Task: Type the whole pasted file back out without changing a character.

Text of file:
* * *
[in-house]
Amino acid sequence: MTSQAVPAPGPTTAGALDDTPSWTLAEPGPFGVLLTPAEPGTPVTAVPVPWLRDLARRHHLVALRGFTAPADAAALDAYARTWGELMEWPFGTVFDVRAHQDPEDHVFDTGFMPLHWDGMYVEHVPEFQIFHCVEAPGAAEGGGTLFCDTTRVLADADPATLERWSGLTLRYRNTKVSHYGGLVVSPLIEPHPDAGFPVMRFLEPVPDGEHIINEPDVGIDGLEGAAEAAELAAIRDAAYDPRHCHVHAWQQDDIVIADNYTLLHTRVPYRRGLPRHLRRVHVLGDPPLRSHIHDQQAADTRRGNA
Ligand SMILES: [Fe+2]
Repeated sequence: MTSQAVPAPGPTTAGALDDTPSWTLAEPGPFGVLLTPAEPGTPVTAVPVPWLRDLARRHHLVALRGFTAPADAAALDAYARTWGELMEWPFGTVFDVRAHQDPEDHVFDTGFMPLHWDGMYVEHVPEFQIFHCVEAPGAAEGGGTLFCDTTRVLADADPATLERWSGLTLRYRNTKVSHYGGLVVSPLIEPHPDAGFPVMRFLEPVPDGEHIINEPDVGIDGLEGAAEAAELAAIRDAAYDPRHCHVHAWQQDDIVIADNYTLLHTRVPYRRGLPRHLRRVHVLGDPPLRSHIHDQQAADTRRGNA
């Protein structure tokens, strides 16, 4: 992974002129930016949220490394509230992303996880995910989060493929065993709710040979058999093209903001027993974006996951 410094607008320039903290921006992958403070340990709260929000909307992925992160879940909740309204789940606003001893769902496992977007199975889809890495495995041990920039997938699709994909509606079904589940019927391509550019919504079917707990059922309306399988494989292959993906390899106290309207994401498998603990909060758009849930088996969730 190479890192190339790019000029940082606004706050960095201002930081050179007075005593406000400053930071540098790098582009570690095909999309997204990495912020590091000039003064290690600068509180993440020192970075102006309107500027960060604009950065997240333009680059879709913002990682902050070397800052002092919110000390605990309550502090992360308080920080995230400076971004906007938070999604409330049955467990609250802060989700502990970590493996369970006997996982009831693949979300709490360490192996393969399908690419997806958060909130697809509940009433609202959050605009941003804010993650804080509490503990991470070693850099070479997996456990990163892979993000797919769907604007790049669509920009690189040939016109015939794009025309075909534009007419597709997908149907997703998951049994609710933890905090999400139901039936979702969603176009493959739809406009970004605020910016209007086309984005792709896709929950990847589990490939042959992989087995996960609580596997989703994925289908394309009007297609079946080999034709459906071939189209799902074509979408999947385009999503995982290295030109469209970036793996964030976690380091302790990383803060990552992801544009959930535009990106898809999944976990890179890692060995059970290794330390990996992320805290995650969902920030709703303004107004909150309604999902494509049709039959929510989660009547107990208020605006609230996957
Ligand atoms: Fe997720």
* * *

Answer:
[in-house]
Amino acid sequence: MTSQAVPAPGPTTAGALDDTPSWTLAEPGPFGVLLTPAEPGTPVTAVPVPWLRDLARRHHLVALRGFTAPADAAALDAYARTWGELMEWPFGTVFDVRAHQDPEDHVFDTGFMPLHWDGMYVEHVPEFQIFHCVEAPGAAEGGGTLFCDTTRVLADADPATLERWSGLTLRYRNTKVSHYGGLVVSPLIEPHPDAGFPVMRFLEPVPDGEHIINEPDVGIDGLEGAAEAAELAAIRDAAYDPRHCHVHAWQQDDIVIADNYTLLHTRVPYRRGLPRHLRRVHVLGDPPLRSHIHDQQAADTRRGNA
Ligand SMILES: [Fe+2]
Repeated sequence: MTSQAVPAPGPTTAGALDDTPSWTLAEPGPFGVLLTPAEPGTPVTAVPVPWLRDLARRHHLVALRGFTAPADAAALDAYARTWGELMEWPFGTVFDVRAHQDPEDHVFDTGFMPLHWDGMYVEHVPEFQIFHCVEAPGAAEGGGTLFCDTTRVLADADPATLERWSGLTLRYRNTKVSHYGGLVVSPLIEPHPDAGFPVMRFLEPVPDGEHIINEPDVGIDGLEGAAEAAELAAIRDAAYDPRHCHVHAWQQDDIVIADNYTLLHTRVPYRRGLPRHLRRVHVLGDPPLRSHIHDQQAADTRRGNA
């Protein structure tokens, strides 16, 4: 992974002129930016949220490394509230992303996880995910989060493929065993709710040979058999093209903001027993974006996951 410094607008320039903290921006992958403070340990709260929000909307992925992160879940909740309204789940606003001893769902496992977007199975889809890495495995041990920039997938699709994909509606079904589940019927391509550019919504079917707990059922309306399988494989292959993906390899106290309207994401498998603990909060758009849930088996969730 190479890192190339790019000029940082606004706050960095201002930081050179007075005593406000400053930071540098790098582009570690095909999309997204990495912020590091000039003064290690600068509180993440020192970075102006309107500027960060604009950065997240333009680059879709913002990682902050070397800052002092919110000390605990309550502090992360308080920080995230400076971004906007938070999604409330049955467990609250802060989700502990970590493996369970006997996982009831693949979300709490360490192996393969399908690419997806958060909130697809509940009433609202959050605009941003804010993650804080509490503990991470070693850099070479997996456990990163892979993000797919769907604007790049669509920009690189040939016109015939794009025309075909534009007419597709997908149907997703998951049994609710933890905090999400139901039936979702969603176009493959739809406009970004605020910016209007086309984005792709896709929950990847589990490939042959992989087995996960609580596997989703994925289908394309009007297609079946080999034709459906071939189209799902074509979408999947385009999503995982290295030109469209970036793996964030976690380091302790990383803060990552992801544009959930535009990106898809999944976990890179890692060995059970290794330390990996992320805290995650969902920030709703303004107004909150309604999902494509049709039959929510989660009547107990208020605006609230996957
Ligand atoms: Fe997720």